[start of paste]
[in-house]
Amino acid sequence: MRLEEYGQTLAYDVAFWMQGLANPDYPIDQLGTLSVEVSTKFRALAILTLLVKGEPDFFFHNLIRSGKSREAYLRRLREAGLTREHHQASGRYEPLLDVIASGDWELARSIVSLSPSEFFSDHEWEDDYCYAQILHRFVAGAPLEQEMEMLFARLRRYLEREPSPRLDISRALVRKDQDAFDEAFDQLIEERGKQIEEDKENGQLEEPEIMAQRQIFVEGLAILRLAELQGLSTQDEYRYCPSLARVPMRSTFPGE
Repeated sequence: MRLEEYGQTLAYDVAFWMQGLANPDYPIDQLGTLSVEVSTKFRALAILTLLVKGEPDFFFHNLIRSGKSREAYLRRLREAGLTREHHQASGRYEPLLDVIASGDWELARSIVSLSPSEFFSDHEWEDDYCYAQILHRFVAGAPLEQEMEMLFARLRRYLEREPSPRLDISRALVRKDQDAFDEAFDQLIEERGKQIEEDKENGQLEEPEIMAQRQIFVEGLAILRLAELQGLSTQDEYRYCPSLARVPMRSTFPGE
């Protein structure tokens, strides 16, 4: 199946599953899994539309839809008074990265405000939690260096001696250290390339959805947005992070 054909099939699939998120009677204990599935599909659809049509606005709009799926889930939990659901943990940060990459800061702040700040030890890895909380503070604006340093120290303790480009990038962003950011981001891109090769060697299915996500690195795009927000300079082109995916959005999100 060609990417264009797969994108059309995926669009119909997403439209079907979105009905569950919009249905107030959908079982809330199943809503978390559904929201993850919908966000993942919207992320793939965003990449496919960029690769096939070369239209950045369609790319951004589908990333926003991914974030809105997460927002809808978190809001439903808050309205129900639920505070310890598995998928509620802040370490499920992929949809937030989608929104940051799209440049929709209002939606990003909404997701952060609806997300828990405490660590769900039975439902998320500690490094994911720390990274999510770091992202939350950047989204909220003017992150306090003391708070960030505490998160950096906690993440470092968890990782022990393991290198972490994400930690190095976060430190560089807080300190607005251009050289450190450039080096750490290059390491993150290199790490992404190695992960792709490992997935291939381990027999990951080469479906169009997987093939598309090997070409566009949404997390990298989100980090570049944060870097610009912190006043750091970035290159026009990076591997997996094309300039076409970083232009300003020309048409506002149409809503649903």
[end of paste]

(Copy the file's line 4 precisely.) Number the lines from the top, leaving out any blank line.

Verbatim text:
């Protein structure tokens, strides 16, 4: 199946599953899994539309839809008074990265405000939690260096001696250290390339959805947005992070 054909099939699939998120009677204990599935599909659809049509606005709009799926889930939990659901943990940060990459800061702040700040030890890895909380503070604006340093120290303790480009990038962003950011981001891109090769060697299915996500690195795009927000300079082109995916959005999100 060609990417264009797969994108059309995926669009119909997403439209079907979105009905569950919009249905107030959908079982809330199943809503978390559904929201993850919908966000993942919207992320793939965003990449496919960029690769096939070369239209950045369609790319951004589908990333926003991914974030809105997460927002809808978190809001439903808050309205129900639920505070310890598995998928509620802040370490499920992929949809937030989608929104940051799209440049929709209002939606990003909404997701952060609806997300828990405490660590769900039975439902998320500690490094994911720390990274999510770091992202939350950047989204909220003017992150306090003391708070960030505490998160950096906690993440470092968890990782022990393991290198972490994400930690190095976060430190560089807080300190607005251009050289450190450039080096750490290059390491993150290199790490992404190695992960792709490992997935291939381990027999990951080469479906169009997987093939598309090997070409566009949404997390990298989100980090570049944060870097610009912190006043750091970035290159026009990076591997997996094309300039076409970083232009300003020309048409506002149409809503649903």